Because of new social studies standards approved by Gov. Matt Mead, students in the Johnson County School District will soon learn more about Native American culture and history
“Thanks to the contributions of many tribal members, we know that our social studies standards will present a complete picture of Wyoming history to our students,” State Superintendent of Public Instruction Jillian Balow said.
On Aug. 17, Mead signed and approved amendments to statewide standards for social studies. He also approved changes to math standards.
The new social studies standards will give Native American students across the state more access to their culture and history in the classroom. The new standards were inspired by the 2017 passage by the Wyoming Legislature of the Indian Education For All Act, according to Dr. Thomas Sachse, the coordinator of the State Board of Education, which created the updated standards. The bill requires schools across the state to teach the history and culture of Wyoming’s two tribes, the Eastern Shoshone and the Northern Arapaho.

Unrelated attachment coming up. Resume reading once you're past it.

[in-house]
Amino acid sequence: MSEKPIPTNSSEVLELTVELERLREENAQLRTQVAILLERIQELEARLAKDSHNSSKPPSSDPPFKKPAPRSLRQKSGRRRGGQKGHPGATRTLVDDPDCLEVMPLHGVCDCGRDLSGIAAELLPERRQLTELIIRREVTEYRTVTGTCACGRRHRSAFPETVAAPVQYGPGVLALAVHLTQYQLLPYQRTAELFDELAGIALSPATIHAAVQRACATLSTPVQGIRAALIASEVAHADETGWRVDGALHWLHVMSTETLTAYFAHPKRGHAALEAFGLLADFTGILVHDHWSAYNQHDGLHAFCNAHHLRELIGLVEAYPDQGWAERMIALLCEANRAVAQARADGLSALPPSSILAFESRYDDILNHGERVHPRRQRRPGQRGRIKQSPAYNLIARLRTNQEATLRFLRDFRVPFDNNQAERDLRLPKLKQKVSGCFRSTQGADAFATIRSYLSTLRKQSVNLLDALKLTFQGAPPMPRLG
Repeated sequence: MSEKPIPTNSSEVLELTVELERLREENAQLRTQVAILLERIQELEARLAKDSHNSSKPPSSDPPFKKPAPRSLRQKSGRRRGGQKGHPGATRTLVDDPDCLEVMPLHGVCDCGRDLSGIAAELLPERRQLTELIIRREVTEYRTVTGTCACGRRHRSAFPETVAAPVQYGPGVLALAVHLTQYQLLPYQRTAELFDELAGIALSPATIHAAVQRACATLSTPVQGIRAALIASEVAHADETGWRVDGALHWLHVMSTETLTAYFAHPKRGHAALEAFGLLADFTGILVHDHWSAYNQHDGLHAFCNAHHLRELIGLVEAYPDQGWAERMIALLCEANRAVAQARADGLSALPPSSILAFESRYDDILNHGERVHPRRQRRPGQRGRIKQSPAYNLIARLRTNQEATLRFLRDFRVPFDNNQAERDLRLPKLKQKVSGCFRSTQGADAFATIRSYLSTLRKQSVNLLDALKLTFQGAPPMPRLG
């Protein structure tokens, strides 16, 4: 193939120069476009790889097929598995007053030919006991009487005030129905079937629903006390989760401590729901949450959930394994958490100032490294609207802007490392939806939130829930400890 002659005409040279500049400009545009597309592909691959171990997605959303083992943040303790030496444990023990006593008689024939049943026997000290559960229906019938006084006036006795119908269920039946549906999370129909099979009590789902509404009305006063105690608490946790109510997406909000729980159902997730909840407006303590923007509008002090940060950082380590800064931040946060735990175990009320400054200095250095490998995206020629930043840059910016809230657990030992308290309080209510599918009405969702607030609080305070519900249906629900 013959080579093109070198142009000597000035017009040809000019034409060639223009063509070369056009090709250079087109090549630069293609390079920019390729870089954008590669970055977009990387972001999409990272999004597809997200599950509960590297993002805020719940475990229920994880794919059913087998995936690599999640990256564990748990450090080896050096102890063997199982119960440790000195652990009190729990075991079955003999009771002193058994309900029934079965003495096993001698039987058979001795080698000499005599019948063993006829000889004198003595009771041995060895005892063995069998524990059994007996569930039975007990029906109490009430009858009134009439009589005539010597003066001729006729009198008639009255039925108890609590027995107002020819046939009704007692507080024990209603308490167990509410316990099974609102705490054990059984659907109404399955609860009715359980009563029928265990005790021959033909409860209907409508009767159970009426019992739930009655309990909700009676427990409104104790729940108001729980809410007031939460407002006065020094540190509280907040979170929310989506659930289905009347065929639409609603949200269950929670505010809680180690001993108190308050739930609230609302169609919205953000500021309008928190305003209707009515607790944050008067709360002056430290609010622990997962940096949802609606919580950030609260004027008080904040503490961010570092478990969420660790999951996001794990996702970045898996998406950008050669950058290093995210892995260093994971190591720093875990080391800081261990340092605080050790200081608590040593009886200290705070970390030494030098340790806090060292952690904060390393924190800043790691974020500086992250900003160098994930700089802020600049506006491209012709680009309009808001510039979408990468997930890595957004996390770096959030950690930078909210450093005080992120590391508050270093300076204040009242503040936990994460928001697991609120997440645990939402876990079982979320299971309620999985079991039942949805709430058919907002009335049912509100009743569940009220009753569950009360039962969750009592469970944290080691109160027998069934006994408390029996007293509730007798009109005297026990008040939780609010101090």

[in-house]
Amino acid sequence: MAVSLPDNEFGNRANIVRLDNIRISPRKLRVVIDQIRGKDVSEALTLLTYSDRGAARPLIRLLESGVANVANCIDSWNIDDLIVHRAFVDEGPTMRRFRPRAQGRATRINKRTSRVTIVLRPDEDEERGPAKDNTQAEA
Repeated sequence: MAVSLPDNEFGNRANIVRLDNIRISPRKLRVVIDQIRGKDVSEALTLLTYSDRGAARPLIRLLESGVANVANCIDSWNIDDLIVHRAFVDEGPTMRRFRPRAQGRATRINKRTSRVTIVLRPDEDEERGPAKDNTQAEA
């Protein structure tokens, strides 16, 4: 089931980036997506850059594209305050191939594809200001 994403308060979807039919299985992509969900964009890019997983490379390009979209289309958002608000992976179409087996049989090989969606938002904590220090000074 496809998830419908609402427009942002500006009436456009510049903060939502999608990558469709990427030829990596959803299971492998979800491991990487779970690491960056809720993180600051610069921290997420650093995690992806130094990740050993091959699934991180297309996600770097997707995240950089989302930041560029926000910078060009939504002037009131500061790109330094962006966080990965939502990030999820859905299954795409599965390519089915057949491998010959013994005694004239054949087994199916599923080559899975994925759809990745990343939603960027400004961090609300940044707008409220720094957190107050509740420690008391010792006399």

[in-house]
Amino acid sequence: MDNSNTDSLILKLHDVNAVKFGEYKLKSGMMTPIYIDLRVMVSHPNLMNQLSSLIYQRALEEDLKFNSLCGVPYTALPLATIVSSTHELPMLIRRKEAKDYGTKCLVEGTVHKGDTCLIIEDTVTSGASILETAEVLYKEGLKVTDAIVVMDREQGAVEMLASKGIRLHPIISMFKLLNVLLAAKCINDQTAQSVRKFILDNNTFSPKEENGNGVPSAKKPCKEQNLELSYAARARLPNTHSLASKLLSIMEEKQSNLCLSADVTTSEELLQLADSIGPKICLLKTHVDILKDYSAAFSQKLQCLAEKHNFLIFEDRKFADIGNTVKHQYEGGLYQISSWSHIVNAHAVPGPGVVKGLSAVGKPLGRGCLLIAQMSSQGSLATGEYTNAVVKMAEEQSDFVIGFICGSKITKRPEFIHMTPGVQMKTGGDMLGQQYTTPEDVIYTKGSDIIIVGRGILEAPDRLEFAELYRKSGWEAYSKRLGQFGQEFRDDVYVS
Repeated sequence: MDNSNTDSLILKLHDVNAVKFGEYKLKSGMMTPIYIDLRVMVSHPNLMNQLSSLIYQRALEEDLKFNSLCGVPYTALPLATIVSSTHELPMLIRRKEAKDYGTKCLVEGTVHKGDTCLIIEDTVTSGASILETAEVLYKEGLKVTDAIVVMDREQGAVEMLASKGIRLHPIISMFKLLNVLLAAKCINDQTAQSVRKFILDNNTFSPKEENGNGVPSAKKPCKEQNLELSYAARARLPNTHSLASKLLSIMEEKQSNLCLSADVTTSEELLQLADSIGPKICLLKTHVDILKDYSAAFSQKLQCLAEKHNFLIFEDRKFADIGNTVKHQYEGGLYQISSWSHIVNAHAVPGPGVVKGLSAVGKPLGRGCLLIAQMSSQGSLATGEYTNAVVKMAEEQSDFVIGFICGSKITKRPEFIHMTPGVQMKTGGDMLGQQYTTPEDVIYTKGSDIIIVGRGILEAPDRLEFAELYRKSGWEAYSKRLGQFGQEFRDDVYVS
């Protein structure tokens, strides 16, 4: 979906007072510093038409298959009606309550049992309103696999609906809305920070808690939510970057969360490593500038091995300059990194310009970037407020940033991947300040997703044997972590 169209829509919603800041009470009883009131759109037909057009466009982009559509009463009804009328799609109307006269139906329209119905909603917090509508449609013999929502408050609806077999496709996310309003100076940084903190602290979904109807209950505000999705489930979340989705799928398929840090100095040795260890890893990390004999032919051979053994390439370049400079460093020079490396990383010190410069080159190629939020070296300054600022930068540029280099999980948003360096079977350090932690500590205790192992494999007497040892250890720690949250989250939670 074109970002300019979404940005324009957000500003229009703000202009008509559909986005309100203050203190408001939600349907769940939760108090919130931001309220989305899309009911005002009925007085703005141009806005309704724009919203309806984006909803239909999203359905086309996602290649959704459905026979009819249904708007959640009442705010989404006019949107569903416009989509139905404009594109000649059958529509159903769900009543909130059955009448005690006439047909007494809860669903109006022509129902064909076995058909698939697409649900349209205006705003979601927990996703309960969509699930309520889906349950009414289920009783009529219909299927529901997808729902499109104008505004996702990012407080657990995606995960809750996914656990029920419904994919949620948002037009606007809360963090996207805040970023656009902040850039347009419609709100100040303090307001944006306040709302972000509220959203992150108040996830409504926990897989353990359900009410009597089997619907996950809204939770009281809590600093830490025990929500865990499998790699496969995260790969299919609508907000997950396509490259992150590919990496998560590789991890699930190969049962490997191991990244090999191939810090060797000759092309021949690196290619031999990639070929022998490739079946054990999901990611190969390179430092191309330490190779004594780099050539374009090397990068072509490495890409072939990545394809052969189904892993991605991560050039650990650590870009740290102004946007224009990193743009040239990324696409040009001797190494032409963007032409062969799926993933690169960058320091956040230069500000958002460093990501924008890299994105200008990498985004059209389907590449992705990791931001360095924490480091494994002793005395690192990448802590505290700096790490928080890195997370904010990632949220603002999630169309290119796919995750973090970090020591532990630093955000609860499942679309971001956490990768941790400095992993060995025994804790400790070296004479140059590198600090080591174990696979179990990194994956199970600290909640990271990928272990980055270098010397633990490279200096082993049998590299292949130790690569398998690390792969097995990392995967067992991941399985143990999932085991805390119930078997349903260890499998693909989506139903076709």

In a July interview with the Buffalo Bulletin, Buffalo High School teacher Tiffany Songer spoke favorably about the updates, although she also expressed concern that teachers could be spread too thin.
“I think it’s great that the new standards require us to focus on the contributions of Native Americans in history and culture,” Songer said. “It is important for us to see our country’s history through a variety of different perspectives, and it is also important to speak to the history of our Native American students. My only concern is that every time you add new requirements, it becomes harder to cover everything adequately.”
Unlike the history standards, the new math standards won’t lead to changes in student instruction but will instead provide clarity for teachers, according to Sachse.
“The new math standards do provide more examples of the kinds of work students should be doing,” Sachse said. “The hope is that the changes will serve as a helpful guide to teachers as they evaluate student work.”
Now that the standards have been approved, teachers will have three years to update their curriculum, Sachse said.